One of the most innovative file management programs to come for the Amiga range of computers in the very late 80's and early 90's. Opus Dei, available in Australia as just plain Opus as well, was a file manager, program launcher and customisable front-end for a number of modules.

The "screen" of Opus was similar to the "Explore" display of modern Windows flavours. It had physical drives and folders listed on the left, and files contained within the current selection on the right. While the default view was good, changing the left hand list box to display files allowed easy file manipulation (copying, comparison of disks, comparison of file sizes, etc) allowed the most power. Between the two list boxes were various command buttons, allowing easy file manipulation (as described above) and also a number of ancilliary functions - launching the program, changing views and the like.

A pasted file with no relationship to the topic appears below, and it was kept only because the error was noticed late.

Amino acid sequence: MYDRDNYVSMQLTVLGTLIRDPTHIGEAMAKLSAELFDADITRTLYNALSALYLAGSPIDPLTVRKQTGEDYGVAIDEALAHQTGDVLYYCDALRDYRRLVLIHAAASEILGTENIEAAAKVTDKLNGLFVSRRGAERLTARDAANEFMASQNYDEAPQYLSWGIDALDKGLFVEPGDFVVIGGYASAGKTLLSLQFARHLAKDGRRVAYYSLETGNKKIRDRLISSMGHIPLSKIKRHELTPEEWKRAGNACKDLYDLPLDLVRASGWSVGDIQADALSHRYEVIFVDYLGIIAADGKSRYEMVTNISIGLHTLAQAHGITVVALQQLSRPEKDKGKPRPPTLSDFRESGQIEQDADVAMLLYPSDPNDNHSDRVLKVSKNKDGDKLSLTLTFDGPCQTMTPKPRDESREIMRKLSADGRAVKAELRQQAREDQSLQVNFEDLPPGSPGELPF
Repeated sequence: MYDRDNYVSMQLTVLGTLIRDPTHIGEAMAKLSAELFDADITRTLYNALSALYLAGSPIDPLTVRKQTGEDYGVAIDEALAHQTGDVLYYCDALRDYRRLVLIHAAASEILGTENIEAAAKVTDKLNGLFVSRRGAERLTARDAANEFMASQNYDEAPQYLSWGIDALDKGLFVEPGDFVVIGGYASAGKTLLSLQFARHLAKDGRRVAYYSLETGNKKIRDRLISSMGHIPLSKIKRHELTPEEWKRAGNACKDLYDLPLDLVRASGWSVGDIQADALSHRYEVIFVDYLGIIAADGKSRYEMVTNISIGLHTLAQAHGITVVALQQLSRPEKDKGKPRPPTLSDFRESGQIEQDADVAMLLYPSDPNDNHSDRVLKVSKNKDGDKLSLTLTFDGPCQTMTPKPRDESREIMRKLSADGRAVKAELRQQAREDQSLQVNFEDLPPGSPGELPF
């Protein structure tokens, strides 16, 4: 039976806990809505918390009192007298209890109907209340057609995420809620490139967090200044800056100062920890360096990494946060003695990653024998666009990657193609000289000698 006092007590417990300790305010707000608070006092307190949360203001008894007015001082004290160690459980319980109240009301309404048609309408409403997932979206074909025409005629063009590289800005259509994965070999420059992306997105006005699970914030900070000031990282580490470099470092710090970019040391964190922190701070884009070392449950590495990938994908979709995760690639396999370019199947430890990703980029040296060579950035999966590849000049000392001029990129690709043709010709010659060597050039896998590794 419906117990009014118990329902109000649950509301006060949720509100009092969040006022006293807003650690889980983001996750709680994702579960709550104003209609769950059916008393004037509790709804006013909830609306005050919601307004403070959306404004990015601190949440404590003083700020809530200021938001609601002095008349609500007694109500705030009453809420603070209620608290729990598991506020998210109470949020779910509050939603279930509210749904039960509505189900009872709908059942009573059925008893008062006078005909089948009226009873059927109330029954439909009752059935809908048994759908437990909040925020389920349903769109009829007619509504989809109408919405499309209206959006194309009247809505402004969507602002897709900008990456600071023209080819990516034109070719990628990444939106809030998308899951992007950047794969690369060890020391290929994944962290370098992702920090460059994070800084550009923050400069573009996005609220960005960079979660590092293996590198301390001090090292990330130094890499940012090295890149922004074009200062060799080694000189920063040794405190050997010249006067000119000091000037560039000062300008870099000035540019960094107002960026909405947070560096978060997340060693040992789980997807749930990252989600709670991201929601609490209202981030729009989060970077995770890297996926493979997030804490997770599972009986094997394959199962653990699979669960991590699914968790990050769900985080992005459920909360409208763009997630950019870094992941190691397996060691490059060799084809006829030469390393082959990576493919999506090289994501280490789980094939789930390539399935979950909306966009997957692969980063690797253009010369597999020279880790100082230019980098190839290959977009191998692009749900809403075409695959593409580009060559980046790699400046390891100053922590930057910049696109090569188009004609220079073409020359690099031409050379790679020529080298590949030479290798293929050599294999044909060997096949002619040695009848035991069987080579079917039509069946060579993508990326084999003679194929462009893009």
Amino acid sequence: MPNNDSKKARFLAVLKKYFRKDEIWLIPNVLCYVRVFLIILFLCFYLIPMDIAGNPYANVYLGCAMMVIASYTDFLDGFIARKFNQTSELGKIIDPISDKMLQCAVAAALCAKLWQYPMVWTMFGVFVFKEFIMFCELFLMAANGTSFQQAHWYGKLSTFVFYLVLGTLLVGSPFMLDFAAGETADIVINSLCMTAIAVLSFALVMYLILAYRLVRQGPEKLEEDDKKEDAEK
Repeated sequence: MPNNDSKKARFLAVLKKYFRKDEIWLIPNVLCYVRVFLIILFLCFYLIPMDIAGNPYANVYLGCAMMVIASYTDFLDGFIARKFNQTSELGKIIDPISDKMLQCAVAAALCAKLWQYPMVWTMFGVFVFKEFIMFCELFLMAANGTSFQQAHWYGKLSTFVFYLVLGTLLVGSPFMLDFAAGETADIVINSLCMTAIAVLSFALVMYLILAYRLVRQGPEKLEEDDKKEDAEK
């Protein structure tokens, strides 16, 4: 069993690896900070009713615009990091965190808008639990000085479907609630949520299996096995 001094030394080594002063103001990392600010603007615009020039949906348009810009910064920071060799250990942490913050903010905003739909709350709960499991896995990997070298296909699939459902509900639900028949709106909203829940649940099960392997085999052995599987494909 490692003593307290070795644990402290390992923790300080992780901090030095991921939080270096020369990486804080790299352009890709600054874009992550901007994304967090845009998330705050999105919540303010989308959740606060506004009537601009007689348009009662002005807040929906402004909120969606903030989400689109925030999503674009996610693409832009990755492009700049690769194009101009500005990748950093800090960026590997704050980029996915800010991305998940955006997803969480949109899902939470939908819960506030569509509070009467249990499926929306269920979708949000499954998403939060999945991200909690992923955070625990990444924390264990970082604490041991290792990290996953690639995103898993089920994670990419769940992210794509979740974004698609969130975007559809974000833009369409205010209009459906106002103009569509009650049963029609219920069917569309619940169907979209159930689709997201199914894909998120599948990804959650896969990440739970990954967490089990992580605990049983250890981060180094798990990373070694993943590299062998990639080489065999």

Opus also allowed an easy way for a beginning programmer to experiment with pre-defined graphical objects. Much like the modern Visual Basic, Opus had an extensive quasi-object-oriented programming culture associated with it, however the official line was that there was no extensibility in it. BBS's of the time though often had entire hard drives associated with programming for Opus (hey, it was the 80s and beginning of the 90's, there wasn't cheap mass storage in those days!).

Opus was often the first thing a budding Amiga user would see if they had a hard drive, after Workbench booted.